It's nice to see this thread get a bump.  I won't have to dig so far for it now.  I am not a real imager but one of these days I'm going to get a decent cell phone pic, including the rille, to add to this thread.  

If these clouds ever part.

Regards,

Ty


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#19 Tom Glenn

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Posted 09 February 2020 - 01:24 AM

Here is the region from yesterday, February 8, 2020 at 07:02UT, colongitude 81 degrees.  The sun is a few degrees higher than in my previous images, but you can still clearly see Rimae Sirsalis.  This also blows apart the myth that you can't see any interesting details on the Moon near the Full Moon.  The illumination fraction was 98.5%, and the terminator was still full of details.  

 

Rimae-Sirsalis-02-08-20-0702UT-TG.jpg


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#20 B l a k S t a r

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Posted 09 February 2020 - 10:33 AM

Wondering how the co part of colongitude came to be. Perhaps when used it's just indicating the longitude "cohabitating" the degrees longitude at the moment? ie colongitude 42°.  So co = at ?



#21 astrolexi

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Posted 15 February 2020 - 10:01 AM

This is an image showing Rimae Sirsalis from last week, February 7, 2020 at 21:40 UT.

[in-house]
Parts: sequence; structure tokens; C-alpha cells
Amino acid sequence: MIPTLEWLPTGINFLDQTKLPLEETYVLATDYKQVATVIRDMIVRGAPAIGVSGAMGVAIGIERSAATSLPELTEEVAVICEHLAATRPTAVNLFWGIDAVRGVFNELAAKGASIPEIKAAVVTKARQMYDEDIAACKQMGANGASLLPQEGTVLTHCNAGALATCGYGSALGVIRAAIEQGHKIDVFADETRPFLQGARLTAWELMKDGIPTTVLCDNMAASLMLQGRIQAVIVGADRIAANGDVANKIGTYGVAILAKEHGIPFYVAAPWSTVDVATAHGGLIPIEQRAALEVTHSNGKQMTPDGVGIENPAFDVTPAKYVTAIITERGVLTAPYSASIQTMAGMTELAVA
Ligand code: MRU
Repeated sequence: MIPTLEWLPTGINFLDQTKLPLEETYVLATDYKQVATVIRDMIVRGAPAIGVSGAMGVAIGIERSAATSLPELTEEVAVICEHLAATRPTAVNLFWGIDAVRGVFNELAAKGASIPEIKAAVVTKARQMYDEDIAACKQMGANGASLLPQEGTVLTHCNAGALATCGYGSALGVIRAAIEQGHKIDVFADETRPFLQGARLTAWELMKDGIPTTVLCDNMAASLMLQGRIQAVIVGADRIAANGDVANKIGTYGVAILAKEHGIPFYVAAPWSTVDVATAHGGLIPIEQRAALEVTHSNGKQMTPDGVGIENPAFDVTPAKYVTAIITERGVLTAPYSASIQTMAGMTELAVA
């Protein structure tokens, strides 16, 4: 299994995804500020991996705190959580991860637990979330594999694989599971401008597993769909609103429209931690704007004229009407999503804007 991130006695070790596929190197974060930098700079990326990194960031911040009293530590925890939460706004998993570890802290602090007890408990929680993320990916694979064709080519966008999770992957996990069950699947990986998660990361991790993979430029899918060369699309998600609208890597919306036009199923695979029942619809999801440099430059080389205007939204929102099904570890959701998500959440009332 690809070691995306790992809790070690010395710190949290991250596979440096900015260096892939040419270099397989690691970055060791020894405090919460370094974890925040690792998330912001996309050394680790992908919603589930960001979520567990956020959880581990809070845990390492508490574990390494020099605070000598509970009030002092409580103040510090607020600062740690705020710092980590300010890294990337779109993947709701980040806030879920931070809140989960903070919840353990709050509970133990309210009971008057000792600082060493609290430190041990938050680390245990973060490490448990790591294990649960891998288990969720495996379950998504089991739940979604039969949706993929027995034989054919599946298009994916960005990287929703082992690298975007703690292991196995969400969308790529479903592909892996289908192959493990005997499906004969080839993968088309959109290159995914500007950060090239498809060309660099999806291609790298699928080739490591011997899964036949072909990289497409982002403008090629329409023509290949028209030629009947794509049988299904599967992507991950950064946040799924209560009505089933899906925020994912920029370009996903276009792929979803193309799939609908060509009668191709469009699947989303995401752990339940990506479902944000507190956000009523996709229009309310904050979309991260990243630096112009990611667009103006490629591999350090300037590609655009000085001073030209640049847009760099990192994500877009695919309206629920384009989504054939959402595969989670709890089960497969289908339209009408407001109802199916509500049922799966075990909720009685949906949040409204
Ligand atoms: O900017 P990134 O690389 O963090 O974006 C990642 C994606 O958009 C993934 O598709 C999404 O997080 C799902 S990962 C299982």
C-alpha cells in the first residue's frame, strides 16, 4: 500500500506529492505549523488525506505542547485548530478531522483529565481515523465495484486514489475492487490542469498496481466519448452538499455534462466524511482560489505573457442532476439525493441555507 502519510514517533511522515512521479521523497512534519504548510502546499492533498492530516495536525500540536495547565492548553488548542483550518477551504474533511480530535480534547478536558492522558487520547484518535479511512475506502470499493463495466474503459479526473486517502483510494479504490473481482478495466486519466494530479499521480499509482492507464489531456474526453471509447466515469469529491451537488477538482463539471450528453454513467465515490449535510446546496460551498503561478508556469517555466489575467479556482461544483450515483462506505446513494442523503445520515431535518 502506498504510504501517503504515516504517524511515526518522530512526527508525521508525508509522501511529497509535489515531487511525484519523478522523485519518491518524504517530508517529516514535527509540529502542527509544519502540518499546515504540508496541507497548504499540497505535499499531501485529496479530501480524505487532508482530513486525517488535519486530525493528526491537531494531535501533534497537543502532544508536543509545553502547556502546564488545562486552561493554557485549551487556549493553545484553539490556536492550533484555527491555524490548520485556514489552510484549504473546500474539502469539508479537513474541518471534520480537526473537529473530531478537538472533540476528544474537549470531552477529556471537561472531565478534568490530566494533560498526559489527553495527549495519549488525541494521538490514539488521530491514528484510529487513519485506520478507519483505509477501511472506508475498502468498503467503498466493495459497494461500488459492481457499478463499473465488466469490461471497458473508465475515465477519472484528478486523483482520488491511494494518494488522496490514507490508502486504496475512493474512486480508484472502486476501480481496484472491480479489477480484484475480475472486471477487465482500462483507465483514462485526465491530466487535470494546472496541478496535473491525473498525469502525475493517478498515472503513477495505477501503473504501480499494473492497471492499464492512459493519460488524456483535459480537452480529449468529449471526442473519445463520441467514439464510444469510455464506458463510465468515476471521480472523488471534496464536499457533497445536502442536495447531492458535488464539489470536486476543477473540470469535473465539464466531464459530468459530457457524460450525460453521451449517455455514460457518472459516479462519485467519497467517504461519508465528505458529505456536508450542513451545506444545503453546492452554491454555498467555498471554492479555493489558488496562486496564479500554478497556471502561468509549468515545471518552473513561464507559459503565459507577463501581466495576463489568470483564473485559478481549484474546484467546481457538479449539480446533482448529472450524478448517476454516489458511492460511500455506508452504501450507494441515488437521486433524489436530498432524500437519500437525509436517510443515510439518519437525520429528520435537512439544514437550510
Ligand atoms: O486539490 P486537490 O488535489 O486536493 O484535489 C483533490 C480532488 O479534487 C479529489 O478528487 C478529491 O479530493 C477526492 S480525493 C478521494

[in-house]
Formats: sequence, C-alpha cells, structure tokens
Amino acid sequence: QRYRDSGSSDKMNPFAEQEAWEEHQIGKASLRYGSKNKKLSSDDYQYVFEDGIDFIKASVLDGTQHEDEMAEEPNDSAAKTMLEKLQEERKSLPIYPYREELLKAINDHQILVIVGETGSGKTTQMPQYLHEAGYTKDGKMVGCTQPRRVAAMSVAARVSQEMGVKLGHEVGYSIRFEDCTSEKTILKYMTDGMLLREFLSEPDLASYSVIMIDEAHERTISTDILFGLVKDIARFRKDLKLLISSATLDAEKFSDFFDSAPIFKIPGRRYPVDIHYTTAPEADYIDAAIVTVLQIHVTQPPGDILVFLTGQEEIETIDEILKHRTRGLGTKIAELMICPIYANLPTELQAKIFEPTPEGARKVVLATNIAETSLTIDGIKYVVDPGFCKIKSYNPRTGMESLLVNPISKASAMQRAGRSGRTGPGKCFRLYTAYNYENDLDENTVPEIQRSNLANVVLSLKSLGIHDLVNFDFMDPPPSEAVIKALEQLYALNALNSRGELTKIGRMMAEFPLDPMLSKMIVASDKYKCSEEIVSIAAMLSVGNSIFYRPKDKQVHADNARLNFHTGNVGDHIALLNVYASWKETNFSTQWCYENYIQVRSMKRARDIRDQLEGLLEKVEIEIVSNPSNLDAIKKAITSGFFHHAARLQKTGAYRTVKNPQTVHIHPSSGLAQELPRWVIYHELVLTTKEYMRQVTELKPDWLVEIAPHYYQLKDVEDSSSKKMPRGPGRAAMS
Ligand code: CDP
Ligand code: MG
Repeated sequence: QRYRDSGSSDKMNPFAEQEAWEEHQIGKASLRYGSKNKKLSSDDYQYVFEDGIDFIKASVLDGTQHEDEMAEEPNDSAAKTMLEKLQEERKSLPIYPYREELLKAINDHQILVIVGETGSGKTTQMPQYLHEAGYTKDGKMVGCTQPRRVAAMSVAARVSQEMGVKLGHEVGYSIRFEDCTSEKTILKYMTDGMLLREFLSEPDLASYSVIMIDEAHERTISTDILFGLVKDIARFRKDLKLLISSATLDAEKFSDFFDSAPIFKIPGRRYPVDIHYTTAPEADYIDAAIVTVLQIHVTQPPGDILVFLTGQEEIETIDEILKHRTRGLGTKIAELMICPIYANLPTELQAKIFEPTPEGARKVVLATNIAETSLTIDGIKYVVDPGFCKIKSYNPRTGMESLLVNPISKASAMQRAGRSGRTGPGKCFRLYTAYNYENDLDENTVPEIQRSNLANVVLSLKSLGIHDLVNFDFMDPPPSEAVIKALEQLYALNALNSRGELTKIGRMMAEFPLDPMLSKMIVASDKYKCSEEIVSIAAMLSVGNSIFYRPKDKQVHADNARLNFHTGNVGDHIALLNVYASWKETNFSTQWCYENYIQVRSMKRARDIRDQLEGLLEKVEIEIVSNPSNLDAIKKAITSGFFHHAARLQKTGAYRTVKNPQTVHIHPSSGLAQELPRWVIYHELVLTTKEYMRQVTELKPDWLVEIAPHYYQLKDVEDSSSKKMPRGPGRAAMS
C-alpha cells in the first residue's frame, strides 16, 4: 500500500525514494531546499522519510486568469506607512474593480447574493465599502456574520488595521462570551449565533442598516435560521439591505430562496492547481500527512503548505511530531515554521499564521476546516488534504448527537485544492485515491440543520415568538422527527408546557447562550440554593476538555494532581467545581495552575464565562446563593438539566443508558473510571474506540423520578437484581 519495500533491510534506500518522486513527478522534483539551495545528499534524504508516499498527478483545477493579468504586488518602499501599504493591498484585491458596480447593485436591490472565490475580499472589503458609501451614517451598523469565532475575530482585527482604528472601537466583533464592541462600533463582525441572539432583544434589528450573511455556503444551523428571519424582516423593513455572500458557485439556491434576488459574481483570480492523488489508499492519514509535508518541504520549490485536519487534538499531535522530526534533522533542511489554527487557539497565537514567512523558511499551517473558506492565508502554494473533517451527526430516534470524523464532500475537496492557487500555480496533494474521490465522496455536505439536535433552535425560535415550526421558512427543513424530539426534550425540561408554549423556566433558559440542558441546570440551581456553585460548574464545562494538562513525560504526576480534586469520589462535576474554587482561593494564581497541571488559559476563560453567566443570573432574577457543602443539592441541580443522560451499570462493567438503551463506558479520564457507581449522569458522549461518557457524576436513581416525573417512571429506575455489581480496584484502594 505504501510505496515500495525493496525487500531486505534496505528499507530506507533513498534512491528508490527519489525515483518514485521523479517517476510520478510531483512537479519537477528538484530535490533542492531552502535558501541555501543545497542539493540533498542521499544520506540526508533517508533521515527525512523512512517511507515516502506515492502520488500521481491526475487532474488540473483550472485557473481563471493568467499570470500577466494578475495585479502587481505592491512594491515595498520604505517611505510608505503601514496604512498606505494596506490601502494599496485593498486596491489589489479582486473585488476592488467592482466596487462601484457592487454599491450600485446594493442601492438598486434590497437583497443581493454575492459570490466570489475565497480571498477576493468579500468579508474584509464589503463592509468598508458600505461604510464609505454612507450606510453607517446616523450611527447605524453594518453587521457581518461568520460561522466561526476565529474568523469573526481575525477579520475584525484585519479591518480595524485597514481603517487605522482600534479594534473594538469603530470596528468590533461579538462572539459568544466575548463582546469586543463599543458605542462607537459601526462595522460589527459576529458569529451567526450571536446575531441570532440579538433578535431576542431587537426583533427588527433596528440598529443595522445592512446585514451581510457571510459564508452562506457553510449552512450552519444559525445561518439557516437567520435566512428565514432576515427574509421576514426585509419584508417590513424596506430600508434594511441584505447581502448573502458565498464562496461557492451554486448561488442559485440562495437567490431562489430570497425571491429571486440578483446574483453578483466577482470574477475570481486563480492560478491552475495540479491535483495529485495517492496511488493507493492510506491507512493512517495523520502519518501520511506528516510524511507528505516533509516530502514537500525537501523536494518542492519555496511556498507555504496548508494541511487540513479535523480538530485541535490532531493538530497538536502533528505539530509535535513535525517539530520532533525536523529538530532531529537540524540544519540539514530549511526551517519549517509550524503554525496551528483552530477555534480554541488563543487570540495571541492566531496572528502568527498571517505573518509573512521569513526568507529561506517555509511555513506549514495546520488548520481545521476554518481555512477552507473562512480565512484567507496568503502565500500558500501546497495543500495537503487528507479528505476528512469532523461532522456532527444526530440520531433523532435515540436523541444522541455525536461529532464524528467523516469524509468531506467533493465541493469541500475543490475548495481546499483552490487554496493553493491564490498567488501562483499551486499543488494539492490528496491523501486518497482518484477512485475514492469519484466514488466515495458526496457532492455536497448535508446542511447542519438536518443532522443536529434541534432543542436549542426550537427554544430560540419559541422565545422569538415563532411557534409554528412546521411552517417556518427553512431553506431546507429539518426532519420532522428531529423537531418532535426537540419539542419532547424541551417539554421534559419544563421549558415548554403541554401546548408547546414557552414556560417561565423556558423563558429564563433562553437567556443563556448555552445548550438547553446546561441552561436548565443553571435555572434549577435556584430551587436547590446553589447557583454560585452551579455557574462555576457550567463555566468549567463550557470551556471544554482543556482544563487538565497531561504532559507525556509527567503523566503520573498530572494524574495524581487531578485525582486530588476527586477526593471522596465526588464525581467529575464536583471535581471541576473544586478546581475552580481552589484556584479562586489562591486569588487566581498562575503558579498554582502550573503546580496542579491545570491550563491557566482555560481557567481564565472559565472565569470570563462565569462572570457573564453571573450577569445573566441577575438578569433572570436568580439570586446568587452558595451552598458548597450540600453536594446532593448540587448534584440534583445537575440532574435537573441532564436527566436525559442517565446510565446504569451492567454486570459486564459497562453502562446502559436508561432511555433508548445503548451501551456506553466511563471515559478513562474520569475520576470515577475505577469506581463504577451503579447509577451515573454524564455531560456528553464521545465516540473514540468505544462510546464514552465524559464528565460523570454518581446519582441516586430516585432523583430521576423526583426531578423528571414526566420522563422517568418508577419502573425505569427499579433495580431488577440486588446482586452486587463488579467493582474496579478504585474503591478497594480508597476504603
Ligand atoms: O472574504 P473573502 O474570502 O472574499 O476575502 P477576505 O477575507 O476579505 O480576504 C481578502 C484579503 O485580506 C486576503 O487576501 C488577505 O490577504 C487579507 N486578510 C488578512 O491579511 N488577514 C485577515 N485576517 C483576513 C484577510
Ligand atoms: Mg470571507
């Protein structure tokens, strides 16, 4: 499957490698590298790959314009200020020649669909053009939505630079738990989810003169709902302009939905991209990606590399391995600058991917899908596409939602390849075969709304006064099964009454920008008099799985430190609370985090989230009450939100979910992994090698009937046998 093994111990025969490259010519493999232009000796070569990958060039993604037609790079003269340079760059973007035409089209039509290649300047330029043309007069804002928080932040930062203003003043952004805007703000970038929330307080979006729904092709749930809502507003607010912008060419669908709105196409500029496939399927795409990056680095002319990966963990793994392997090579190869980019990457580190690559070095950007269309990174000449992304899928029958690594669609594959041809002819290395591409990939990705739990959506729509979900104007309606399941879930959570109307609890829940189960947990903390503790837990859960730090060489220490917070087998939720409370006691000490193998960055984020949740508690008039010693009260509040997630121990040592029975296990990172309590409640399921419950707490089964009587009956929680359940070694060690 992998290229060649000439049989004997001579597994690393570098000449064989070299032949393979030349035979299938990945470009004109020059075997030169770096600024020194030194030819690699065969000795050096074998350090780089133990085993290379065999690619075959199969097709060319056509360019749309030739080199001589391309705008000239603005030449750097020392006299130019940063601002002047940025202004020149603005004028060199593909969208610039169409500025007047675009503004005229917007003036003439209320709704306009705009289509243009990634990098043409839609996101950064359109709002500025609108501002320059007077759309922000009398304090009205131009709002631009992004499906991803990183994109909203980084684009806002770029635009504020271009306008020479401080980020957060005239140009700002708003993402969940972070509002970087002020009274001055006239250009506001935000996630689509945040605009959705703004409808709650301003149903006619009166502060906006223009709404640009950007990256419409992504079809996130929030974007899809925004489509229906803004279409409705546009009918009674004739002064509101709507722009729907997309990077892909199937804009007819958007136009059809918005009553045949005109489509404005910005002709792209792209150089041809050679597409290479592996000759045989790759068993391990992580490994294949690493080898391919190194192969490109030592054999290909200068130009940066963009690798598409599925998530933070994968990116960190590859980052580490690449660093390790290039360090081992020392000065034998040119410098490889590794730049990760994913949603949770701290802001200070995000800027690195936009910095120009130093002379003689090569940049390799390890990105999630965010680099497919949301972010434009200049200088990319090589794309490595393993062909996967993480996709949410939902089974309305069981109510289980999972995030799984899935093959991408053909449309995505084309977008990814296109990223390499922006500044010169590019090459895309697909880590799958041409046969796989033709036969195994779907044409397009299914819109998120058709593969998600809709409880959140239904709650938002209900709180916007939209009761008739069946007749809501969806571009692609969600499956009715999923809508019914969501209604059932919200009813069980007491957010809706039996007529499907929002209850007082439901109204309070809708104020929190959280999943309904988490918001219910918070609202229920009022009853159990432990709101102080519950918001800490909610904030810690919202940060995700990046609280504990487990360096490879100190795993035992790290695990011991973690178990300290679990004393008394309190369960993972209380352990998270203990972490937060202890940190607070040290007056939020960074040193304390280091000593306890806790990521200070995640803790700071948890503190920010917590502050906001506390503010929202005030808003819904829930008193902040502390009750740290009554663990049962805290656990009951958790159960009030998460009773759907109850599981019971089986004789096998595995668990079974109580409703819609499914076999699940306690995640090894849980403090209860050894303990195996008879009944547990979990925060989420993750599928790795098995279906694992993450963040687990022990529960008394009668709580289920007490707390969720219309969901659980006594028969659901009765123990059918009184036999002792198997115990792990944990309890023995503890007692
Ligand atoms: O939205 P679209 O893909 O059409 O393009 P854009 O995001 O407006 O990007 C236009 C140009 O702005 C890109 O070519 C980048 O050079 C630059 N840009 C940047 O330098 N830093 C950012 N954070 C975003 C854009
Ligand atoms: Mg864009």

The illumination fraction was 97.4%.

 

Captured with an ASI178MM and a 685nm IR-pass filter on a C8. Binning was 2x2.

800 frames stacked.

 

Although they are not very spectacular I especially like the dark floors of Cruger and Billy.

 

Best wishes

Klaus

 

Moon_224045_Rimae_Sirsalis.jpg

 


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#22 astrochef

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Posted 06 April 2020 - 01:50 PM

Well,I finally captured this Rille on my cell phone.  Last night, April 5, around 10:45 pm EDT.  The Seeing had been in and out for a couple hours and I had just about given up on getting a pic.  Had some really nice views over that time visually.  Rimae Sirsalis as well as the Billy and Hanstein pair.  A little further down the terminator, Schickard and Wargentin stealing the show.  Even had a pretty nice view of Mons Rumker up North.  It's just a single frame cell phone shot so I really should post this in the cell phone thread but I've been trying so long to contribute to this one I just had to put it here.  It was just so nice to end the observing drought that I've endured this Winter.  

 

Regards,

Ty

 

 

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  • Rima Sirsalis.jpg